BREAKING NEWS: Tories reject Government hand out and so Cambs Council Tax will rise by 2.95 per cent

TORY run Cambridgeshire County Council claimed tonight the public support their plans to reject Government cash to stave off a Council Tax rise.

Council leader Nick Clarke said that “councillors have listened to the public and suggested a Council Tax rise of 2.95 per cent to make sure extra investment can be made into vital front line services such as adult social care.”

The decision means the council is rejecting the Coalition Government’s offer of a multi million pound sum offered on condition the council froze Council Tax for the second year running.

Eric Pickles, the communities and local government secretary, had urged councils to take the one-off pay out.

Mr Pickles said: “Freezing council tax is practical help every councillor can offer their constituents. A vote against the Council Tax freeze is a vote for punishing tax rises, and Labour’s opposition to the policy shows their contempt for hard-working households.


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“Local taxpayers will remember that decision next time they cast their vote at the ballot box. Councillors have a moral duty to sign up to keep down the cost of living. “Anything less is a kick in the teeth to hard-working, decent taxpayers.”

But Cambridgeshire is joining a growing number of local councils (Fenland will decide tomorrow night) to defy the offer of help.

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Cllr Clarke said: “Taking this one off payment would have led to the council having to make even more savings this year but an even greater increase in Council Tax in following years.”

He said the rise “still means Cambridgeshire has one of the lowest Council Tax rates in the country. If the council were to take the money on offer from Government, it would leave the authority with a multi-million hole in its budget that would grow larger, to around �30 million over the next five years.”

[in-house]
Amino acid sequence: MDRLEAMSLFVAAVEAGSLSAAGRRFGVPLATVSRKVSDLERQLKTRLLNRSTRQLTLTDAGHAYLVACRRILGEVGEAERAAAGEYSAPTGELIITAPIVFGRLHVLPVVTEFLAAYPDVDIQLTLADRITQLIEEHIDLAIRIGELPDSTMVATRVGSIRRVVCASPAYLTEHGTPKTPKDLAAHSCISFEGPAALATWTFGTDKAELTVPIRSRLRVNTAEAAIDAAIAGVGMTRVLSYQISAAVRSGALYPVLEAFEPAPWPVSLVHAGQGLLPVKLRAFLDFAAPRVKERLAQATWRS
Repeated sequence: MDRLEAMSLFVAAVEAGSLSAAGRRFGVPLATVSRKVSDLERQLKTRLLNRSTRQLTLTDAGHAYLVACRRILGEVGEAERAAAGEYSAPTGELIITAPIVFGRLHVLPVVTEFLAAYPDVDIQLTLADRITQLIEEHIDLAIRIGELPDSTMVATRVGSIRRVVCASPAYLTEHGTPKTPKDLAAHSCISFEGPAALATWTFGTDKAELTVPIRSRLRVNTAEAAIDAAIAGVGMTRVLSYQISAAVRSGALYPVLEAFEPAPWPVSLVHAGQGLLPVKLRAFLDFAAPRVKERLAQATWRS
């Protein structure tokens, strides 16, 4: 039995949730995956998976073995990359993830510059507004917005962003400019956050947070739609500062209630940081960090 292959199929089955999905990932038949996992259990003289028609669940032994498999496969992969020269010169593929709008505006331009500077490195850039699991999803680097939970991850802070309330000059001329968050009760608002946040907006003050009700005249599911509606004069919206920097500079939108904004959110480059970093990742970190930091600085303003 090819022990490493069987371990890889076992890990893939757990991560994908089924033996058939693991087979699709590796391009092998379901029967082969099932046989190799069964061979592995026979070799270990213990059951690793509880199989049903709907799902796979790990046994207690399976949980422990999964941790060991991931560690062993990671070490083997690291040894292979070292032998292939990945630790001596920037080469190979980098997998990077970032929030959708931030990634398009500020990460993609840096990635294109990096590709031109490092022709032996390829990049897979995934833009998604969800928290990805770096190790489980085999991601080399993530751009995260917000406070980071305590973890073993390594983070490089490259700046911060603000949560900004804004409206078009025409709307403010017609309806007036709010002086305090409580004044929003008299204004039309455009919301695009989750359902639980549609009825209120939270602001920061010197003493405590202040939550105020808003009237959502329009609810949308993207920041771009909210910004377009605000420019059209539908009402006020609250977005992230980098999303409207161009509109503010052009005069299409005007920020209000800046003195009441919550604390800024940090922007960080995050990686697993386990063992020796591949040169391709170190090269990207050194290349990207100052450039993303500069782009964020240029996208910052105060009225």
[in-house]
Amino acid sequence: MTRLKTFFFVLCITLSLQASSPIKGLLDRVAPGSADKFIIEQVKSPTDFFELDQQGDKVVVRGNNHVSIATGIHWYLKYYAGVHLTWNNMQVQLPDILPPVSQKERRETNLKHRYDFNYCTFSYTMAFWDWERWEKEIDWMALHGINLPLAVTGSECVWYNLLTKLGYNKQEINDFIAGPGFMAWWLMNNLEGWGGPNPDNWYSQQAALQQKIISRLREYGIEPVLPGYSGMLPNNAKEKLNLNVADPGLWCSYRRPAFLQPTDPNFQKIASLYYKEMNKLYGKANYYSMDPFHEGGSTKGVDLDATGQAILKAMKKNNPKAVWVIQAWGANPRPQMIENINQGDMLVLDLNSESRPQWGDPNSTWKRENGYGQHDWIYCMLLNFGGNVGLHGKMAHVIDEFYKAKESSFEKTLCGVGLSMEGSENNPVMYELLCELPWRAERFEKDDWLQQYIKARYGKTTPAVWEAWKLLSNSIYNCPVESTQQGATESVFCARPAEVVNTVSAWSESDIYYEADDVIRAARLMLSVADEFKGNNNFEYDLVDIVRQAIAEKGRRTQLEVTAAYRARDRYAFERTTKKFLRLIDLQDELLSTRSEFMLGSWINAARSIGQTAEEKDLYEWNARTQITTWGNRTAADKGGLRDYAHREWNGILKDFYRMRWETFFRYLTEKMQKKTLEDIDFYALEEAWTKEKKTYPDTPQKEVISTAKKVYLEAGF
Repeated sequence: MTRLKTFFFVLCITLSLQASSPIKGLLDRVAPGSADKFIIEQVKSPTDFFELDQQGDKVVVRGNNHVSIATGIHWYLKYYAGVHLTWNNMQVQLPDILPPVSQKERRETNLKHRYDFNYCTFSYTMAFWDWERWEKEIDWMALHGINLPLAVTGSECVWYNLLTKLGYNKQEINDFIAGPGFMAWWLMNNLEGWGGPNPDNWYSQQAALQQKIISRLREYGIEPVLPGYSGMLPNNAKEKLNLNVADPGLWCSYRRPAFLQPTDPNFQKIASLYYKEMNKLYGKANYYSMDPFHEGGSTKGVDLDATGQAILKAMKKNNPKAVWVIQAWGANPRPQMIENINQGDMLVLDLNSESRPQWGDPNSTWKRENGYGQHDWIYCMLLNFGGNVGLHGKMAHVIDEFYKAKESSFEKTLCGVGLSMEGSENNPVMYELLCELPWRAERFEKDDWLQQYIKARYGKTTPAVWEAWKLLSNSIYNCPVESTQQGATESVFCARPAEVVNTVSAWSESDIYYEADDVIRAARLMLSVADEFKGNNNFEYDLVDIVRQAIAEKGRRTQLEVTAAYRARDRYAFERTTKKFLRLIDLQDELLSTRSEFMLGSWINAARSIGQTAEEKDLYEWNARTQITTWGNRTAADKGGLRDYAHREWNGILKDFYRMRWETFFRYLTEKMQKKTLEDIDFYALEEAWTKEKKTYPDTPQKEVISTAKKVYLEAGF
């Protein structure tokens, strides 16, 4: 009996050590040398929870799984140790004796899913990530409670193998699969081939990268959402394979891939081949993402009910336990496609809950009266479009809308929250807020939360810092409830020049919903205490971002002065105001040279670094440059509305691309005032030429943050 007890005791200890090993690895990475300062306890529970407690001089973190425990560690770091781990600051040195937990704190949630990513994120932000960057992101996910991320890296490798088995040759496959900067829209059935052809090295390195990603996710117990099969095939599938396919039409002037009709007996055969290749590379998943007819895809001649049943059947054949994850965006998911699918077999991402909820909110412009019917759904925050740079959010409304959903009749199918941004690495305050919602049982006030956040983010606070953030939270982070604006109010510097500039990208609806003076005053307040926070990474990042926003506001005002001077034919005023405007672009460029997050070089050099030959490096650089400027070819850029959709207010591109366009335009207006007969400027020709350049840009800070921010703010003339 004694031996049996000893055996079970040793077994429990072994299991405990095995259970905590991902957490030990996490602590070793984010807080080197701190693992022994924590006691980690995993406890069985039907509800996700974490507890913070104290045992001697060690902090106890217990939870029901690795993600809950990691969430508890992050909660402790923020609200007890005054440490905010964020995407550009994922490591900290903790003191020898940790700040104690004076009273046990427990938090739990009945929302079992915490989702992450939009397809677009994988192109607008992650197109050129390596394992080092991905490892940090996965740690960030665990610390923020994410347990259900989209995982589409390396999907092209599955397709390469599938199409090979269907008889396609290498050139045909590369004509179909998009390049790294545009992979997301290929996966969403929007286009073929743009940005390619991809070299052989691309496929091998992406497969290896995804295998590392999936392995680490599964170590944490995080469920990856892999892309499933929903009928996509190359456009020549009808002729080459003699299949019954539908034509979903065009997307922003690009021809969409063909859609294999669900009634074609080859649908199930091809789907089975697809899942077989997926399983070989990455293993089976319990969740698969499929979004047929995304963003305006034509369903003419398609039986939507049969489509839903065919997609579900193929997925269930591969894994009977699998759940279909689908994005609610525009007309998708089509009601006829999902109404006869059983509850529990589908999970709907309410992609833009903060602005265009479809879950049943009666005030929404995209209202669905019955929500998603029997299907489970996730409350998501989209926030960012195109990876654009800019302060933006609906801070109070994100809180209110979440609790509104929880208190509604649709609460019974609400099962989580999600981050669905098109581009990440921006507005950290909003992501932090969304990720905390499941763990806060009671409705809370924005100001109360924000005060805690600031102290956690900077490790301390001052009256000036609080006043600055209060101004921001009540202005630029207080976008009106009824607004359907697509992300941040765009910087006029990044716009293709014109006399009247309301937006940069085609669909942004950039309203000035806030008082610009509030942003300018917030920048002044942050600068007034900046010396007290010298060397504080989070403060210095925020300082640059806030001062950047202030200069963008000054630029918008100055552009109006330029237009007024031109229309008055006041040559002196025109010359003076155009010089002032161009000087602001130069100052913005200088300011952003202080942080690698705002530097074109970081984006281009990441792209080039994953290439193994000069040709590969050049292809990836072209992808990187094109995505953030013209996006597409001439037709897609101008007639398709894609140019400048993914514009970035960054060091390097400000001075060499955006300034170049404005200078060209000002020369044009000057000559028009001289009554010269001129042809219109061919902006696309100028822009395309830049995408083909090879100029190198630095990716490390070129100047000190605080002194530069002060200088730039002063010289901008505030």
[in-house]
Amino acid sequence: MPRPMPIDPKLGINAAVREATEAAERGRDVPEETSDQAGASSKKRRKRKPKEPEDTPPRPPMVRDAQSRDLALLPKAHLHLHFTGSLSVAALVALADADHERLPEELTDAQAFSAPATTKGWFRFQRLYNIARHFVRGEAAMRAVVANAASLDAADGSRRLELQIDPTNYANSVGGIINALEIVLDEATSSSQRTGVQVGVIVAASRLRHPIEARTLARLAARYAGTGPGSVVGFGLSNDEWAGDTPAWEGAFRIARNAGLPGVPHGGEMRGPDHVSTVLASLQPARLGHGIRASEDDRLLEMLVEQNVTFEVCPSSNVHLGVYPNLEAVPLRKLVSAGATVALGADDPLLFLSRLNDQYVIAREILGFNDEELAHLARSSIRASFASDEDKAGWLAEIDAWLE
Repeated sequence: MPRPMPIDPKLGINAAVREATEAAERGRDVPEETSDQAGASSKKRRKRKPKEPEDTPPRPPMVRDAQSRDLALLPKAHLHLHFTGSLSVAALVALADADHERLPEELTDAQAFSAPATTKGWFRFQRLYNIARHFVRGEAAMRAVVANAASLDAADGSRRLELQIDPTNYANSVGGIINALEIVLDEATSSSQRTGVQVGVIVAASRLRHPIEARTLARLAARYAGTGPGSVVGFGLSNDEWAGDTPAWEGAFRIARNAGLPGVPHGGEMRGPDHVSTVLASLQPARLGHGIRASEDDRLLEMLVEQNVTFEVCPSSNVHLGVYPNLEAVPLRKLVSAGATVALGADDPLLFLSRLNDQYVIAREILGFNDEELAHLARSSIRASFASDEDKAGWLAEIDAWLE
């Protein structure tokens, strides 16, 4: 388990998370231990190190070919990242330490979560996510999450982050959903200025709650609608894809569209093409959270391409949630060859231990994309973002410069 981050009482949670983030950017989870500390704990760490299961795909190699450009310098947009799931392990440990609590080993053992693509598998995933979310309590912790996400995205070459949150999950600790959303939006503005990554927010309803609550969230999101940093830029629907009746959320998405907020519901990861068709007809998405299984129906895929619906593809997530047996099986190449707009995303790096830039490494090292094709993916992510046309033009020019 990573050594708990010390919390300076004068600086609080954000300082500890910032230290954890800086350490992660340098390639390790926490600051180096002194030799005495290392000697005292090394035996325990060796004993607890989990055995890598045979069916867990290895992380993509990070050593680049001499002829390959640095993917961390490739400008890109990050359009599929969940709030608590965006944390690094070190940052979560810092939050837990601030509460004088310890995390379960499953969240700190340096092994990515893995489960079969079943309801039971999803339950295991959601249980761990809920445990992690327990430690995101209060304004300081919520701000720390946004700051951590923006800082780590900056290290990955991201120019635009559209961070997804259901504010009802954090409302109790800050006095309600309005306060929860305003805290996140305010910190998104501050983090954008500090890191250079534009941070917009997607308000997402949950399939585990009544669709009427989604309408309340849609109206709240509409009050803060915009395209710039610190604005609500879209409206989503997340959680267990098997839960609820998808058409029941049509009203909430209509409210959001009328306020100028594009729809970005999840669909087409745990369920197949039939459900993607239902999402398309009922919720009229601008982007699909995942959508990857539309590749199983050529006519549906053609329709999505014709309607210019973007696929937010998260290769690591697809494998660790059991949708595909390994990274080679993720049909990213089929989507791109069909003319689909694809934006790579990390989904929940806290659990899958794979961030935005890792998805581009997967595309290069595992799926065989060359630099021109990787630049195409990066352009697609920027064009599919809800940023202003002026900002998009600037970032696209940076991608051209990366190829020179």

He added: “At the heart of this budget is the desire to do what is right for Cambridgeshire and our communities while meeting the challenging savings targets.”

Tariq Sadiq, the Labour Opposition spokesman, said it was a difficult call to make since people already struggling to pay their Council Tax could find it even worse further down the line.

He described the choices as “invidious and down to the Tories’ incompetence in managing the economy.” At the end of the day his party was “between a rock and a hard place” on whether the cash should have been taken.

Lib Dem opposition spokesman Councillor Kilian Bourke said: “We have only had our first look at the Tory budget today and will be publishing our alternative proposals in early February.

“You could reasonably point out that we proposed a 3.4% increase last year (because we wanted to protect rural buses, libraries and adult care) but the new Pickles money was not on the table at that time.”

Adult social care and children’s services spending were highlighted as being given extra resource and money is going into superfast broadband and capital schemes such as Chesterton station and a new link road for Ely.

Previous plans to reduce subsidised bus services will be phased over three years and the council will put �1.5 million into alternative and local transport schemes.

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